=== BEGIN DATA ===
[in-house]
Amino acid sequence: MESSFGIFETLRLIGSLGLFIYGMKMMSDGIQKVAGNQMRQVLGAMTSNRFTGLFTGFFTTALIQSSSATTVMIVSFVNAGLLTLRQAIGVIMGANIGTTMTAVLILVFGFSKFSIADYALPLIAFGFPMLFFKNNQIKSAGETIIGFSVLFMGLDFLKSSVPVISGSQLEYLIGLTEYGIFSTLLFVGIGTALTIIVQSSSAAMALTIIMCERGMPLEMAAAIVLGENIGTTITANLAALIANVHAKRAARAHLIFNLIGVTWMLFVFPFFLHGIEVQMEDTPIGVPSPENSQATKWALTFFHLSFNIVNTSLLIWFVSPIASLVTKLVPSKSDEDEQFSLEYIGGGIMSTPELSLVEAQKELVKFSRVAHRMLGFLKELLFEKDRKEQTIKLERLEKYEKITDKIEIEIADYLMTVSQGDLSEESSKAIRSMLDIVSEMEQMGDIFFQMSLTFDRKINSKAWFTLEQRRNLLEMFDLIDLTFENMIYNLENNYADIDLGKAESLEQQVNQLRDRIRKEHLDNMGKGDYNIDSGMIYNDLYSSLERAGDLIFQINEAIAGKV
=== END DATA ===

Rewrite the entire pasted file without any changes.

[in-house]
Amino acid sequence: MESSFGIFETLRLIGSLGLFIYGMKMMSDGIQKVAGNQMRQVLGAMTSNRFTGLFTGFFTTALIQSSSATTVMIVSFVNAGLLTLRQAIGVIMGANIGTTMTAVLILVFGFSKFSIADYALPLIAFGFPMLFFKNNQIKSAGETIIGFSVLFMGLDFLKSSVPVISGSQLEYLIGLTEYGIFSTLLFVGIGTALTIIVQSSSAAMALTIIMCERGMPLEMAAAIVLGENIGTTITANLAALIANVHAKRAARAHLIFNLIGVTWMLFVFPFFLHGIEVQMEDTPIGVPSPENSQATKWALTFFHLSFNIVNTSLLIWFVSPIASLVTKLVPSKSDEDEQFSLEYIGGGIMSTPELSLVEAQKELVKFSRVAHRMLGFLKELLFEKDRKEQTIKLERLEKYEKITDKIEIEIADYLMTVSQGDLSEESSKAIRSMLDIVSEMEQMGDIFFQMSLTFDRKINSKAWFTLEQRRNLLEMFDLIDLTFENMIYNLENNYADIDLGKAESLEQQVNQLRDRIRKEHLDNMGKGDYNIDSGMIYNDLYSSLERAGDLIFQINEAIAGKV